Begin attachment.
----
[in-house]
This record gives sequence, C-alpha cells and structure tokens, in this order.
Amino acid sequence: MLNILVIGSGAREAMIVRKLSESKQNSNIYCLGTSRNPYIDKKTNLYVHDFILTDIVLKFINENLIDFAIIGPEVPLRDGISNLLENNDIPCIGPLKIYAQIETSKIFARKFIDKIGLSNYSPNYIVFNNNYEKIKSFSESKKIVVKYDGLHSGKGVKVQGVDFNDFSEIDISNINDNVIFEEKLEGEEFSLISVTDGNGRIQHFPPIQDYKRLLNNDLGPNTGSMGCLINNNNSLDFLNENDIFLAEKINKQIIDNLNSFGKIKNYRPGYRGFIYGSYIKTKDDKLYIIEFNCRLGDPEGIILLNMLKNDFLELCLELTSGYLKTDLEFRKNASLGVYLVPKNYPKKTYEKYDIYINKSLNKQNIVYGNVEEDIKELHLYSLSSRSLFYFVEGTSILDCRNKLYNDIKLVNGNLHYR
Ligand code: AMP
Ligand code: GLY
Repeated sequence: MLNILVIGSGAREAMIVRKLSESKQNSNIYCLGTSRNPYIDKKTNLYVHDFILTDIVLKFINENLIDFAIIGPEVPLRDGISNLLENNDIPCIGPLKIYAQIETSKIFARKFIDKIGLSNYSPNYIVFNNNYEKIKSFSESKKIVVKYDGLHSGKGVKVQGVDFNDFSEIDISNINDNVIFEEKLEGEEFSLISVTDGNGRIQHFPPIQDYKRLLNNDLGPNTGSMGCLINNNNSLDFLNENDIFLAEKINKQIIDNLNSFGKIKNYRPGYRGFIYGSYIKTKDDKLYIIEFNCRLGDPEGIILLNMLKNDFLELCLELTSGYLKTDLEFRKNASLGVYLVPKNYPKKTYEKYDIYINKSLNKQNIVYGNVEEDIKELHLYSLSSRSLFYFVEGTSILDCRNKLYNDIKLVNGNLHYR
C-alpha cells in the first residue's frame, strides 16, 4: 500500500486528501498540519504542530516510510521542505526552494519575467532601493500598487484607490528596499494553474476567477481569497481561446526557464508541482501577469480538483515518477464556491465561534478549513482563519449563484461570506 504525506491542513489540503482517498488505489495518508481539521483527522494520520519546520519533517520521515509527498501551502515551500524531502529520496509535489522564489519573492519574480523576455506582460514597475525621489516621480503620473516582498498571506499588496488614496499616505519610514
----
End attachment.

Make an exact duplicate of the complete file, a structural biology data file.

[in-house]
This record gives sequence, C-alpha cells and structure tokens, in this order.
Amino acid sequence: MLNILVIGSGAREAMIVRKLSESKQNSNIYCLGTSRNPYIDKKTNLYVHDFILTDIVLKFINENLIDFAIIGPEVPLRDGISNLLENNDIPCIGPLKIYAQIETSKIFARKFIDKIGLSNYSPNYIVFNNNYEKIKSFSESKKIVVKYDGLHSGKGVKVQGVDFNDFSEIDISNINDNVIFEEKLEGEEFSLISVTDGNGRIQHFPPIQDYKRLLNNDLGPNTGSMGCLINNNNSLDFLNENDIFLAEKINKQIIDNLNSFGKIKNYRPGYRGFIYGSYIKTKDDKLYIIEFNCRLGDPEGIILLNMLKNDFLELCLELTSGYLKTDLEFRKNASLGVYLVPKNYPKKTYEKYDIYINKSLNKQNIVYGNVEEDIKELHLYSLSSRSLFYFVEGTSILDCRNKLYNDIKLVNGNLHYR
Ligand code: AMP
Ligand code: GLY
Repeated sequence: MLNILVIGSGAREAMIVRKLSESKQNSNIYCLGTSRNPYIDKKTNLYVHDFILTDIVLKFINENLIDFAIIGPEVPLRDGISNLLENNDIPCIGPLKIYAQIETSKIFARKFIDKIGLSNYSPNYIVFNNNYEKIKSFSESKKIVVKYDGLHSGKGVKVQGVDFNDFSEIDISNINDNVIFEEKLEGEEFSLISVTDGNGRIQHFPPIQDYKRLLNNDLGPNTGSMGCLINNNNSLDFLNENDIFLAEKINKQIIDNLNSFGKIKNYRPGYRGFIYGSYIKTKDDKLYIIEFNCRLGDPEGIILLNMLKNDFLELCLELTSGYLKTDLEFRKNASLGVYLVPKNYPKKTYEKYDIYINKSLNKQNIVYGNVEEDIKELHLYSLSSRSLFYFVEGTSILDCRNKLYNDIKLVNGNLHYR
C-alpha cells in the first residue's frame, strides 16, 4: 500500500486528501498540519504542530516510510521542505526552494519575467532601493500598487484607490528596499494553474476567477481569497481561446526557464508541482501577469480538483515518477464556491465561534478549513482563519449563484461570506 504525506491542513489540503482517498488505489495518508481539521483527522494520520519546520519533517520521515509527498501551502515551500524531502529520496509535489522564489519573492519574480523576455506582460514597475525621489516621480503620473516582498498571506499588496488614496499616505519610514